Social decisions require evaluation of costs and benefits to oneself and others. Long associated with emotion and vigilance, the amygdala has recently been implicated in both decision-making and social behavior. The amygdala signals reward and punishment, as well as facial expressions and the gaze of others. Amygdala damage impairs social interactions, and the social neuropeptide oxytocin (OT) influences human social decisions, in part, by altering amygdala function. Here we show inmonkeys playing amodified dictator game, inwhich one individual can donate or withhold rewards from another, that basolateral amygdala (BLA) neurons signaled social preferences both across trials and across days. BLA neurons mirrored the value of rewards delivered to self and others when monkeys were free to choose but not when the computer made choices for them. We also found that focal infusion of OT unilaterally into BLA weakly but significantly increased both the frequency of prosocial decisions and attention to recipients for context-specific prosocial decisions, endorsing the hypothesis that OT regulates social behavior, in part, via amygdala neuromodulation. Our findings demonstrate both neurophysiological and neuroendocrinological connections between primate amygdala and social decisions.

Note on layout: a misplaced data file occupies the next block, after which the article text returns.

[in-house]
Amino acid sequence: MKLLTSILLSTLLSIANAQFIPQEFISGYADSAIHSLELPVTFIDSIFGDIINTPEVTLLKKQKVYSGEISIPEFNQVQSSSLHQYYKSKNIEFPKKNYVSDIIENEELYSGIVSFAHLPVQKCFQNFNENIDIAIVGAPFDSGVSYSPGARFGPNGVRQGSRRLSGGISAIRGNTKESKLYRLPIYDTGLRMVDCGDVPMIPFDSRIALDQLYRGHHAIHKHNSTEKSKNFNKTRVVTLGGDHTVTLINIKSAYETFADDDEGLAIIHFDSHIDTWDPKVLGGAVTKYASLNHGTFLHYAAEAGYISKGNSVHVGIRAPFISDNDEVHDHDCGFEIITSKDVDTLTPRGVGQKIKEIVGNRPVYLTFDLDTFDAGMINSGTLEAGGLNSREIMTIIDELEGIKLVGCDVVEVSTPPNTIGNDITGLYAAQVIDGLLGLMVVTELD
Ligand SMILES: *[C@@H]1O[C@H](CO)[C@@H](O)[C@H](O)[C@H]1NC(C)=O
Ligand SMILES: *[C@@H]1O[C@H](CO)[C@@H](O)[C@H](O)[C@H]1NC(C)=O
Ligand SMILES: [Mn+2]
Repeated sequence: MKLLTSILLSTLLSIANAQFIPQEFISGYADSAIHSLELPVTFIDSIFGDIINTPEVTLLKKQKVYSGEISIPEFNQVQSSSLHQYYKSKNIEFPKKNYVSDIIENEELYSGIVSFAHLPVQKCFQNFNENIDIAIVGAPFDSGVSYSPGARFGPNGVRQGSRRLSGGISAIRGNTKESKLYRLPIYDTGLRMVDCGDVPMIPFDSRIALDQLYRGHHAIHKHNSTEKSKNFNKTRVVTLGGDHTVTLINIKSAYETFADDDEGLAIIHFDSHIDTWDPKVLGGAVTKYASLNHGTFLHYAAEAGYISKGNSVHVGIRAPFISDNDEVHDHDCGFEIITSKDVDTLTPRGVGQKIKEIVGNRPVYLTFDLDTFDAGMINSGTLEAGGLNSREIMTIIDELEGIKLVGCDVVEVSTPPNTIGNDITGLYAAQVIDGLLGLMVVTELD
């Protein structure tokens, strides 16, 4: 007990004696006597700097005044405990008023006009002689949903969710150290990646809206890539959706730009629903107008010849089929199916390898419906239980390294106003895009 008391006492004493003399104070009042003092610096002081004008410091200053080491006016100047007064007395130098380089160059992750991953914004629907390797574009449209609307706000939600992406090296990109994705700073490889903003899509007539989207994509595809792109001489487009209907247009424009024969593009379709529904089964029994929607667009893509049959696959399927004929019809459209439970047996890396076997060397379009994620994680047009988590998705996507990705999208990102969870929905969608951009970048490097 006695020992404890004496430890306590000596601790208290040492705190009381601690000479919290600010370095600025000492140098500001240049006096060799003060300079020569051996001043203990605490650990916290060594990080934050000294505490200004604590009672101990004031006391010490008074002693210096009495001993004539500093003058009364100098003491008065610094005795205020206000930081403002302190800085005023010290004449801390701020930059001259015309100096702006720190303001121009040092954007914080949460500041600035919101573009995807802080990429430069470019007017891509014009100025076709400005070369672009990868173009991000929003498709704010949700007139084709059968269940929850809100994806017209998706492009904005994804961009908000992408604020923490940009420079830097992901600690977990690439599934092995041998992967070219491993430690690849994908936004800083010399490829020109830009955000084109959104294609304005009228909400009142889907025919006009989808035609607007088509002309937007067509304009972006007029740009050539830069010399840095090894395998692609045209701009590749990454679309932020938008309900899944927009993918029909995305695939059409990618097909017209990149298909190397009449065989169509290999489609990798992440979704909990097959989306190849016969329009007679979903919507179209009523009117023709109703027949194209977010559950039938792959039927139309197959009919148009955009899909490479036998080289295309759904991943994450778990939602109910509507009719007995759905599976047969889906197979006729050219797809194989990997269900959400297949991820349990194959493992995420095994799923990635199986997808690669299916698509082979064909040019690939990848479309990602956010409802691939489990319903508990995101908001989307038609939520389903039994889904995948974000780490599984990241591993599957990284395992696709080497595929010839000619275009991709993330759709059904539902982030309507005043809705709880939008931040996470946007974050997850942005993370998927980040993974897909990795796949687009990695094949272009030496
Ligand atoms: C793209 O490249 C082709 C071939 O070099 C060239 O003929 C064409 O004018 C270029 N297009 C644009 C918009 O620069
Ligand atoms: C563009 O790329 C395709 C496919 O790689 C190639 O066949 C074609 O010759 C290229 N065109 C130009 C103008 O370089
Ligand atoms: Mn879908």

|Number of pages||6|
|Journal||Proceedings of the National Academy of Sciences of the United States of America|
|Publication status||Published - 2015 Dec 29|
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